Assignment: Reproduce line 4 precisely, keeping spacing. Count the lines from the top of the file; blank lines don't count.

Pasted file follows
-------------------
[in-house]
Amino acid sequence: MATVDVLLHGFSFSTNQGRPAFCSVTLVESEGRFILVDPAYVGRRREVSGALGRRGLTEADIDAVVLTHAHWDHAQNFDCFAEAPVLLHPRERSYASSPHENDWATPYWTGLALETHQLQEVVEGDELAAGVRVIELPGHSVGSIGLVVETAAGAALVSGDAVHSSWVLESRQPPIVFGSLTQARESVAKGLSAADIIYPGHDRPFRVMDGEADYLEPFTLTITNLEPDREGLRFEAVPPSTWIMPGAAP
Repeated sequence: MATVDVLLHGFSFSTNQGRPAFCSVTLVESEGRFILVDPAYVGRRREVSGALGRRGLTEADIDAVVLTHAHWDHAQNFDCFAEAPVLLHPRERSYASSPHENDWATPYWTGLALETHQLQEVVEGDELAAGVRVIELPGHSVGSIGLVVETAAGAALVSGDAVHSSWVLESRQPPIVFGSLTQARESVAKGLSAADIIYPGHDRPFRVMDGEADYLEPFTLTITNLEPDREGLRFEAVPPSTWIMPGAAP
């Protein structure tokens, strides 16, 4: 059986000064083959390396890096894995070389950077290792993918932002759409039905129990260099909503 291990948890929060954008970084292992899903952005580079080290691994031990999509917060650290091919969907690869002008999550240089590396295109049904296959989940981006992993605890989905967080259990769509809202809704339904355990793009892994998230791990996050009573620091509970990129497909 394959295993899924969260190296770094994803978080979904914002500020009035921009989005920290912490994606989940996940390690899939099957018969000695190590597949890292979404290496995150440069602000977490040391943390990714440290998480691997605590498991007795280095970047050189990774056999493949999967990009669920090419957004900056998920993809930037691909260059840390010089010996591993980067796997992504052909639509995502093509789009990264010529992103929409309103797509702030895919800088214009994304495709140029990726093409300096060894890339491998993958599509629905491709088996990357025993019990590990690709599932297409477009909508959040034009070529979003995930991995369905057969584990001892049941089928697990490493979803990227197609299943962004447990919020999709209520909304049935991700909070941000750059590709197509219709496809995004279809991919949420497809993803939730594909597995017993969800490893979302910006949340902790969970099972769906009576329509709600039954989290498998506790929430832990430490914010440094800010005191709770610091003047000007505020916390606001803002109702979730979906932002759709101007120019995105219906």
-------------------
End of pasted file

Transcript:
């Protein structure tokens, strides 16, 4: 059986000064083959390396890096894995070389950077290792993918932002759409039905129990260099909503 291990948890929060954008970084292992899903952005580079080290691994031990999509917060650290091919969907690869002008999550240089590396295109049904296959989940981006992993605890989905967080259990769509809202809704339904355990793009892994998230791990996050009573620091509970990129497909 394959295993899924969260190296770094994803978080979904914002500020009035921009989005920290912490994606989940996940390690899939099957018969000695190590597949890292979404290496995150440069602000977490040391943390990714440290998480691997605590498991007795280095970047050189990774056999493949999967990009669920090419957004900056998920993809930037691909260059840390010089010996591993980067796997992504052909639509995502093509789009990264010529992103929409309103797509702030895919800088214009994304495709140029990726093409300096060894890339491998993958599509629905491709088996990357025993019990590990690709599932297409477009909508959040034009070529979003995930991995369905057969584990001892049941089928697990490493979803990227197609299943962004447990919020999709209520909304049935991700909070941000750059590709197509219709496809995004279809991919949420497809993803939730594909597995017993969800490893979302910006949340902790969970099972769906009576329509709600039954989290498998506790929430832990430490914010440094800010005191709770610091003047000007505020916390606001803002109702979730979906932002759709101007120019995105219906």